Microsoft Offers a Year of Free Software to Louisiana SMBs
Microsoft on Monday unveiled a new program, called the Software License Relief Program, in conjunction with the 2007 Hope & Recovery Summit, which is commemorating the second anniversary of both storms. Microsoft is working with the Louisiana Small Business Development Center (LSBDC) to offer the program, which will launch next month and gives eligible small businesses access to software from Microsoft, including Windows and Office, free of charge for a year.
The program doesn't come without a catch, however -- there are eligibility requirements for businesses, one of which is to purchase a three-year Microsoft Open Value License that spreads out software license payments over three years. Open Value bundles core software offerings from Microsoft into one license. After purchasing the software, businesses can bring the first year's invoice to any LSBDC, and Microsoft will pay the bill. The businesses themselves are responsible for the last two years of the license.
Microsoft estimates that for a typical small business of 50 employees, with 25 PCs licensing Windows Vista and the 2007 Office system suite of programs, that year of licensing at no charge could save the organization as much as US$12,050. The company traditionally does not disclose the specific cost for Open Value licenses because they vary by company.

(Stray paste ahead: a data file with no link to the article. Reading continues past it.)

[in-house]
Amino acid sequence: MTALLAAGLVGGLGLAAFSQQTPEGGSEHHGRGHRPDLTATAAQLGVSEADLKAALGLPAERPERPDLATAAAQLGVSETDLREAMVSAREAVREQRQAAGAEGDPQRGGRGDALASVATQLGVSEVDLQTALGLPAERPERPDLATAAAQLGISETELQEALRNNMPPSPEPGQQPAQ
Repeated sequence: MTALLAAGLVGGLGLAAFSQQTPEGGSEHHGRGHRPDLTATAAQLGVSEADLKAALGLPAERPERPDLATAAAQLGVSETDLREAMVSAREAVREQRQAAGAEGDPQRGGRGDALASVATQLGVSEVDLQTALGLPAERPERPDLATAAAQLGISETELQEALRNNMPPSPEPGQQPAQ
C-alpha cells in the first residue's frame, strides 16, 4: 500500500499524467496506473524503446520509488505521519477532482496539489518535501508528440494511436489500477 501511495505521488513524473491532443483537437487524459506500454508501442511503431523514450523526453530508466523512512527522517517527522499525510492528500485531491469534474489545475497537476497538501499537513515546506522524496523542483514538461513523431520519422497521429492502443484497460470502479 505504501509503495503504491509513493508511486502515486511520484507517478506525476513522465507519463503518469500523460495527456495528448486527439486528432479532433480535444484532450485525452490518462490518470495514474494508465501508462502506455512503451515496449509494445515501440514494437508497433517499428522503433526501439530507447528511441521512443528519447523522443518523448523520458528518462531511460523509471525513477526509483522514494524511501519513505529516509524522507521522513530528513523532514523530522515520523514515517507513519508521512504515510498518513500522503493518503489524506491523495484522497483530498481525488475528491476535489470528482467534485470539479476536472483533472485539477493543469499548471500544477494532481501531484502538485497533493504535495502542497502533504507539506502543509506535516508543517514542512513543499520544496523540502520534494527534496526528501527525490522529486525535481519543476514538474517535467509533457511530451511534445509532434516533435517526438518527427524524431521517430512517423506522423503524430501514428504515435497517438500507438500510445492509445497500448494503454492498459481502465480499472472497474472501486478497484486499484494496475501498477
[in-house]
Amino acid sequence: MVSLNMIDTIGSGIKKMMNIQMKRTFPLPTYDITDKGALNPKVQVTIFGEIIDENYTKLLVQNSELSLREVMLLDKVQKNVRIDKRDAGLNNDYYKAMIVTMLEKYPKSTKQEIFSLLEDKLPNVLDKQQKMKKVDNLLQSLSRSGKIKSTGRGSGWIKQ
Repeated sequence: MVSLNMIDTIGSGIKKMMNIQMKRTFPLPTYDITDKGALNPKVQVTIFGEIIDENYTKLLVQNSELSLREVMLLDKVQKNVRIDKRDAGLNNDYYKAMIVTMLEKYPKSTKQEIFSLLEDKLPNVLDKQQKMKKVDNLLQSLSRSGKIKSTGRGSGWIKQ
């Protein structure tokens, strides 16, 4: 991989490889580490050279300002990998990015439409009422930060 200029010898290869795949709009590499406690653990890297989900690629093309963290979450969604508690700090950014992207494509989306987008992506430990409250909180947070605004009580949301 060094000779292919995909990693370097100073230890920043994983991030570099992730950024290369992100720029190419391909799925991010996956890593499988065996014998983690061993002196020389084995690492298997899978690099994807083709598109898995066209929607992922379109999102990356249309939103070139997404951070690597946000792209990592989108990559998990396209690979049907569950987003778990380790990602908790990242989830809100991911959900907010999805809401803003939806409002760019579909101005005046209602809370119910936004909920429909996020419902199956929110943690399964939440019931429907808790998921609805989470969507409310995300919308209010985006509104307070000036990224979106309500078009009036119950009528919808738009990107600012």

To receive the program's benefits, small businesses also must have been in business prior to the dates Hurricanes Katrina and Rita made landfall -- Aug. 29, 2005 or Sept. 24, 2005, respectively. Other requirements include having less than 200 employees; being based in one of the 19 federal disaster-designated Louisiana parishes; and having applied for small-business assistance through at least one federal or state government program, whether the application was approved or not.
Microsoft has donated millions of dollars to the recovery effort in the Gulf Coast in the wake of Hurricanes Katrina and Rita, which devastated the region two years ago. In the first year after the storms hit, the company donated more than $11 million in cash and technology to organizations such as the American Red Cross; Governor's Funds in Louisiana, Mississippi, Texas and Alabama; and America's Second Harvest. The company also offered grants to establish or rebuild community technology centers destroyed by Hurricane Katrina.